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Are there attempts to classify commutative finite dimensional Frobenius algebras? They appear often in mathematics, such as in algebraic geometry and the famous category equivalence between commutative Frobenius algebras and 2-dimension topolocial quantum field theories. However, I have not yet seen attempts to classify this class of algebras (up to isomorphism of k-algebras). Recall that a commutative Frobenius algebra is a finite dimensional algebra $A$ with $A \cong D(A)$ or equivalently simple socle in case it is local.

Here are two questions related to such a classification (we can assume that commutative Frobenius algebra are connected):

Question 1: Is a commutative Frobenius algebra "field-independent"? This means that in its presentation $KQ/I$ by quiver and relations, there exists such $I$ which only contains the field element 1 or -1 so that a given commutative Frobenius algebra is defined over all fields.

In case question 1 has a positive answer, this would mean that a classification is independet of the field (maybe excluding characteristic 2).

Question 2: For a given integer $d$, are the only finitely many $d$-dimensional commutative Frobenius algebras of vector space dimension $d$?

(here we say that two algebras are isomorphic in case they are isomorphic as $K$-algebras)

A positive answer to question 2 would be surprising, but I think it should be true for $d \leq 5$ at least.

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Question 2 has a negative answer, even in dimension $d = 1$. I'm not sure about question 1, but it's certainly not true that the classification is independent of the field.

For question 2: let $k$ be an infinite field and $\lambda\in k^\times$. Then the bilinear form $\beta(a,b) := \lambda ab$ is nondegenerate, defining a commutative Frobenius algebra structure on $k$. These Frobenius algebras are nonisomorphic for different $\lambda$, exhibiting infinitely many nonisomorphic one-dimensional commutative Frobenius algebras over $k$. These are the only Frobenius algebra structures on $k$: the space of bilinear forms $k\times k\to k$ is one-dimensional, and we've already used everything except the zero form, which doesn't define a Frobenius structure because it's not nondegenerate.

Question 1 is a little strange to me: the quiver-and-relations presentation I know of doesn't tell you a Frobenius form; it only defines an associative algebra. Because the Frobenius form is additional structure, a positive answer wouldn't imply that the classification of commutative Frobenius algebras is independent of $k$, as the possible Frobenius forms could depend on $k$. And indeed, that's what we saw above: fixing $d = 1$, the isomorphism classes of one-dimensional commutative Frobenius $k$-algebras are in bijection with $k^\times$, and this certainly depends on $k$.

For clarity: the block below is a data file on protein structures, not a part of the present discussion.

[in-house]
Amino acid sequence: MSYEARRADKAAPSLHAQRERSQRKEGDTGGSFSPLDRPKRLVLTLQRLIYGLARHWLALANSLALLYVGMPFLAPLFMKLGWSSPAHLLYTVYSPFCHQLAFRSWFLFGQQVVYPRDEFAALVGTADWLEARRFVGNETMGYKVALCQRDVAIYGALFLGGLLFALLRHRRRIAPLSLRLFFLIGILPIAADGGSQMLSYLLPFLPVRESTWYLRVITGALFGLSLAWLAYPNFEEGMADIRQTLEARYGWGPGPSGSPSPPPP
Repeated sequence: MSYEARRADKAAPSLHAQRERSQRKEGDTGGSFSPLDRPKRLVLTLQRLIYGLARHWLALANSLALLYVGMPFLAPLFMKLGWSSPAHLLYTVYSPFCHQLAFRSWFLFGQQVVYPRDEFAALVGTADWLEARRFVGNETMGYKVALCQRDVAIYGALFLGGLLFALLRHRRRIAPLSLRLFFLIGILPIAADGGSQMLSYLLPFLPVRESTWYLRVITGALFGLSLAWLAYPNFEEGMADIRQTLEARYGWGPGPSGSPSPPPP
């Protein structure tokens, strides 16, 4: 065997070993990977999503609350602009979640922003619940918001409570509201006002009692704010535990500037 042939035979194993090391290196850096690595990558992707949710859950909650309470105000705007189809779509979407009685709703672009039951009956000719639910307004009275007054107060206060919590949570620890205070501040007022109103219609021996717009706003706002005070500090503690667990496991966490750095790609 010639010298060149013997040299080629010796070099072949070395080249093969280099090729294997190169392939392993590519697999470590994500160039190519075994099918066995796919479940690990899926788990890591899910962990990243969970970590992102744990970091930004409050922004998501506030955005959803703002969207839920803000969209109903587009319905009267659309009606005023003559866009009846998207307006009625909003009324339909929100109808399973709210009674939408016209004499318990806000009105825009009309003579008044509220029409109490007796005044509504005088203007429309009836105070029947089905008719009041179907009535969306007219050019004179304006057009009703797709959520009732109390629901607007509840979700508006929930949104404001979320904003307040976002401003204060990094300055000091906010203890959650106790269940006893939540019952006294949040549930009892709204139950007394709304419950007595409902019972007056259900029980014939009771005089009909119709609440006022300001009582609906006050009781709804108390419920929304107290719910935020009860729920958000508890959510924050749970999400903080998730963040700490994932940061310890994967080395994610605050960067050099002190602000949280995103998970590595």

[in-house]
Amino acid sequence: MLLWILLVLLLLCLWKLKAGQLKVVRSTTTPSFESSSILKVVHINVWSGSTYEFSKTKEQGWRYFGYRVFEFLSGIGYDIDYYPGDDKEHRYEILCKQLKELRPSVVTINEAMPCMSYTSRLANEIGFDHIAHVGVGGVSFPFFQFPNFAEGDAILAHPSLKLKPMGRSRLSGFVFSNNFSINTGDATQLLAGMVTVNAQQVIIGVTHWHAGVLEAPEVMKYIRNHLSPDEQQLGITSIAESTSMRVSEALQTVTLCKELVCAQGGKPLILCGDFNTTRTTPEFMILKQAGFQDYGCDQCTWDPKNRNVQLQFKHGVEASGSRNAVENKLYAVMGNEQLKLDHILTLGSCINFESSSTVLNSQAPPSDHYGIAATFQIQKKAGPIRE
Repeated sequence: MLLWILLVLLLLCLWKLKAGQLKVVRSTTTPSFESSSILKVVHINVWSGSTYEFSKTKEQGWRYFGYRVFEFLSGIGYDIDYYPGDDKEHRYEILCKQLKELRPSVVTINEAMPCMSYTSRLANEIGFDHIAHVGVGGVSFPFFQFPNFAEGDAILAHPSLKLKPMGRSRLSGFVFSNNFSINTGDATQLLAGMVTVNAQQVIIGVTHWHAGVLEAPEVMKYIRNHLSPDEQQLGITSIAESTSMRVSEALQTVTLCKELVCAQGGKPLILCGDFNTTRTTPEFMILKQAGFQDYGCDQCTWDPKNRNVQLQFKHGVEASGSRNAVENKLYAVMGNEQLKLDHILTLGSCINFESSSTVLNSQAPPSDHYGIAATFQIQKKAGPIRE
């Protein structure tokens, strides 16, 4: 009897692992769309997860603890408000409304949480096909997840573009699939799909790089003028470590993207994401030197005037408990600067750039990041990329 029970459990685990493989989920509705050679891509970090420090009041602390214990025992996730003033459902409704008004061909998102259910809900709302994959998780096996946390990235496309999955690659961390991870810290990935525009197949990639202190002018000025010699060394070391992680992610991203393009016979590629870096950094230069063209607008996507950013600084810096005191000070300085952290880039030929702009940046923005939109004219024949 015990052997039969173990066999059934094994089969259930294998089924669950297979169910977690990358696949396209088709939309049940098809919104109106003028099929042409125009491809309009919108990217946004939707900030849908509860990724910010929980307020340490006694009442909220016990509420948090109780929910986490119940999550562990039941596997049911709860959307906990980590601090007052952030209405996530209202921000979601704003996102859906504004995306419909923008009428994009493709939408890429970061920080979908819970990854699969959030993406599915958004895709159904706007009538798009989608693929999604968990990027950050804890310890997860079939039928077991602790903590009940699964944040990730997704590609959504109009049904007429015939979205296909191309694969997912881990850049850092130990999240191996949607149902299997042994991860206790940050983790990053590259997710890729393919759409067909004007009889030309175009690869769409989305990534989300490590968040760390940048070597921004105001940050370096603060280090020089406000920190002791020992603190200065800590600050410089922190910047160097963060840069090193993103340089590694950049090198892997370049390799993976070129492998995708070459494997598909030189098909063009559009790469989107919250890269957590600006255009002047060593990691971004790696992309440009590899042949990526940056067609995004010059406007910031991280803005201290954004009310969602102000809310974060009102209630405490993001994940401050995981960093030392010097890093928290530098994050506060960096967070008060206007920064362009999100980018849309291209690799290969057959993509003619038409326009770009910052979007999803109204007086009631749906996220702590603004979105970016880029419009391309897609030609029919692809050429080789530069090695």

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    $\begingroup$ Thanks for your answer but by isomorphic I mean isomorphic as k-algebras. So any 1-dimensional k-algebras are isomorphic. I think you mean isomorphic in a more strict sense (as algebra and coalgebra?). $\endgroup$ – Mare Apr 26 at 8:28
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    $\begingroup$ The Frobenius form can be read of from the socle of the algebra which is determined by the quiver and relations (the socle is the "largest non-zero" path). $\endgroup$ – Mare Apr 26 at 8:31
  • $\begingroup$ @Mare indeed, I meant isomorphic as Frobenius algebras; sorry for the confusion. Since a Frobenius algebra is additional structure, rather than a condition, that seemed more natural to me, but what you're thinking about is still an interesting question. $\endgroup$ – Arun Debray Apr 26 at 14:38
  • $\begingroup$ I didn't realize you could get the Frobenius form from the quiver and relations! That's neat; I'll have to look into it. $\endgroup$ – Arun Debray Apr 26 at 14:39

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